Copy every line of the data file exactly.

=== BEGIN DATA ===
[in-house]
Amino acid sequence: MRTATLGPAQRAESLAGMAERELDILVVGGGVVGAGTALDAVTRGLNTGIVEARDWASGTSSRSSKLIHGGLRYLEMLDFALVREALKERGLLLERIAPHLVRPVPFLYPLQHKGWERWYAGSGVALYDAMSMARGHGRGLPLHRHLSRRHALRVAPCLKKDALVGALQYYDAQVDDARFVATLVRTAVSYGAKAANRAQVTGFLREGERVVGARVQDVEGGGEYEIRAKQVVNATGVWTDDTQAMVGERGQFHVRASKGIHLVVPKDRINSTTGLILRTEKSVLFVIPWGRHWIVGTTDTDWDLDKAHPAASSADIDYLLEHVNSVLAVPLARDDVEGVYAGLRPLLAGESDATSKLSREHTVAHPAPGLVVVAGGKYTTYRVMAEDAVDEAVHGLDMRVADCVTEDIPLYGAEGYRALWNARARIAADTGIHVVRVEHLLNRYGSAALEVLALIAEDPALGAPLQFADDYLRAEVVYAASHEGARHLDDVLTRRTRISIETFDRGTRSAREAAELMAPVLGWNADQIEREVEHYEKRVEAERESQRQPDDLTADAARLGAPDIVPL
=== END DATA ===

[in-house]
Amino acid sequence: MRTATLGPAQRAESLAGMAERELDILVVGGGVVGAGTALDAVTRGLNTGIVEARDWASGTSSRSSKLIHGGLRYLEMLDFALVREALKERGLLLERIAPHLVRPVPFLYPLQHKGWERWYAGSGVALYDAMSMARGHGRGLPLHRHLSRRHALRVAPCLKKDALVGALQYYDAQVDDARFVATLVRTAVSYGAKAANRAQVTGFLREGERVVGARVQDVEGGGEYEIRAKQVVNATGVWTDDTQAMVGERGQFHVRASKGIHLVVPKDRINSTTGLILRTEKSVLFVIPWGRHWIVGTTDTDWDLDKAHPAASSADIDYLLEHVNSVLAVPLARDDVEGVYAGLRPLLAGESDATSKLSREHTVAHPAPGLVVVAGGKYTTYRVMAEDAVDEAVHGLDMRVADCVTEDIPLYGAEGYRALWNARARIAADTGIHVVRVEHLLNRYGSAALEVLALIAEDPALGAPLQFADDYLRAEVVYAASHEGARHLDDVLTRRTRISIETFDRGTRSAREAAELMAPVLGWNADQIEREVEHYEKRVEAERESQRQPDDLTADAARLGAPDIVPL